3. Comfort, communicate, and cooperate
Do not underestimate your ability to influence your dog’s mood. Dogs look to their owners on how to respond in new situations. If they see you are calm, cool, and collected, chances are it will help them to be more relaxed. It is okay to pet your dog when they are stressed and acknowledge them. Often, if you act like it is not a big deal they will reflect that energy. Unfortunately, in the case of fireworks, dulling the noise can often be key particularly in the case of a dog who has hearing sensitivities and can even have pain.  Studies show that dogs respond to voices much like humans do; just as a loved one talking can calm us, talking to your dog can calm them too.[iv] Distractions also go a long way; refocus your dog’s attention on some tasty treats or fun games, practice those commands your dog already knows. Take their mind off the acute noises outside.[v]
4. Exercise
Exercise can go a long way as a stress reliever, but in the case of noise anxiety, exercise beforehand can reduce those hyper nerves that are compounded in situations that are already anxiety inducing.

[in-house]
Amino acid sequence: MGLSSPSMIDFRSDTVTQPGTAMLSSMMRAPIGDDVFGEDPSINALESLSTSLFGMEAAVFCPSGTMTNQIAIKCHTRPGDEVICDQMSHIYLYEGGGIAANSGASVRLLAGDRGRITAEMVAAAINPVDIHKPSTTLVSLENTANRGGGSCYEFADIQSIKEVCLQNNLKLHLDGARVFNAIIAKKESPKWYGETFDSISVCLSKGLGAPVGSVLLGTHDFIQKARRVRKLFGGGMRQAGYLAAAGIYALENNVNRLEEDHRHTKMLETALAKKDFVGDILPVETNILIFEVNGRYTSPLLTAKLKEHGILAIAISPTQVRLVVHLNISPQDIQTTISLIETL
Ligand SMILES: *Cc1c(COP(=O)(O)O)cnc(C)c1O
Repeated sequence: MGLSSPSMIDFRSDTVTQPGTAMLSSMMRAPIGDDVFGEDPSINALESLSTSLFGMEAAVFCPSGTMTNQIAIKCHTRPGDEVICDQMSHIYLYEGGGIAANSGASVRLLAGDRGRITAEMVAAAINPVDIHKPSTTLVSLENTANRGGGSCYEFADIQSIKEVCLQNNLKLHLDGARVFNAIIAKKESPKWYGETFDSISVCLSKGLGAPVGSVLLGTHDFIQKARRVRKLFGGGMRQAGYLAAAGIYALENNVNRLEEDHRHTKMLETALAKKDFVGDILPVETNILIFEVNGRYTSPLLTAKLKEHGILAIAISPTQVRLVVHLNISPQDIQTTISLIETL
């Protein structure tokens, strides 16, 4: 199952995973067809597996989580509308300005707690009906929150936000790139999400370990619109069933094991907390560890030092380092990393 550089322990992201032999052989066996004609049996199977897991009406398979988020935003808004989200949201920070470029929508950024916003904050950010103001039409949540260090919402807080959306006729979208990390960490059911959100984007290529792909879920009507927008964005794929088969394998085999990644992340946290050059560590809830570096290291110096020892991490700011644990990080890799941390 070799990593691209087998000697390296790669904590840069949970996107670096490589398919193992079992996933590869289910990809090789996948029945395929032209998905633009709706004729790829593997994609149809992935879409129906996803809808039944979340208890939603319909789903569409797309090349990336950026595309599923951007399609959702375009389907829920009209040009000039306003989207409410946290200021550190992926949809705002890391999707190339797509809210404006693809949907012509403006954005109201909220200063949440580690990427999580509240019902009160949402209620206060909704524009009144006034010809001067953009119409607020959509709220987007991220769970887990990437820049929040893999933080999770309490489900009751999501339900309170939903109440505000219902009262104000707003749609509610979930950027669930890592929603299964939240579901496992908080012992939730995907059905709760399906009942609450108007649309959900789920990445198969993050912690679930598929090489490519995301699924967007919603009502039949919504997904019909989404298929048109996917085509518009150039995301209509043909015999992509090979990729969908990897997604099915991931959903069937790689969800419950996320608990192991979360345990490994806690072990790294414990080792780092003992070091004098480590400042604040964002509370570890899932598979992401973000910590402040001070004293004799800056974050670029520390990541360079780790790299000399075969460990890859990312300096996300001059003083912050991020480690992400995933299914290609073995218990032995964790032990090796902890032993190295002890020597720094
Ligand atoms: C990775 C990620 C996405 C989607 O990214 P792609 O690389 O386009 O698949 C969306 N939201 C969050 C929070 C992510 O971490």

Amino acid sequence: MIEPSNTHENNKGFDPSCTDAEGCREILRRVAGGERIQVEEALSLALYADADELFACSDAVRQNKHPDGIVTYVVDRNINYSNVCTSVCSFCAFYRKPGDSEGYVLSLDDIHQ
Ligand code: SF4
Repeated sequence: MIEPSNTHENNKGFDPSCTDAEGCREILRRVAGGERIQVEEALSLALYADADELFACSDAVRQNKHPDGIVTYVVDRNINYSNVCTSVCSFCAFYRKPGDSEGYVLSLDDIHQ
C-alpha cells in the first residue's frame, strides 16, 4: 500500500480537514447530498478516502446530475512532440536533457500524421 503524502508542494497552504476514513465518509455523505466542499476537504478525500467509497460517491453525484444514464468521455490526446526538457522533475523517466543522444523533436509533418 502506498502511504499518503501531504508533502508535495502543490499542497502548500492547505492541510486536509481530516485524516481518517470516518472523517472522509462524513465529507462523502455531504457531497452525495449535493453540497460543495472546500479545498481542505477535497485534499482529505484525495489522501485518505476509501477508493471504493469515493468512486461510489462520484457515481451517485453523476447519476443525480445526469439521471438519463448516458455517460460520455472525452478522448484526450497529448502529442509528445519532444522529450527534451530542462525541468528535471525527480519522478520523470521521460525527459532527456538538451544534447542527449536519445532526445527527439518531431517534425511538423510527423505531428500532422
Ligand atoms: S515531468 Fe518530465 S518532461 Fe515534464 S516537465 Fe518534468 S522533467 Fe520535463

5. Sedation option
When all else fails, there are multiple options for sedation from the extremes like doggy Xanax to more natural, herbal remedies like chamomile among others. But if you choose to go the route of sedation, make sure to do your research and work with your veterinarian to understand how and why the product produces a calming effect on your dog. Certain products such as thunder jackets have helped some dogs relax during extreme bouts of anxiety as well, but these products need to be introduced when the dog is in a calm state (i.e. positive association needs to be made beforehand).[vi]
6. Desensitization--a long term goal
Ultimately, desensitization is the most effective option for noise and firework anxiety. Training your dog to learn that loud noises equal treats, or other good things, can be done through slow introduction. Playing storm or firework sounds at low levels and slowly increasing the volume over many weeks is one way to desensitize your pet. It’s a slow process but a worthy one.[vii]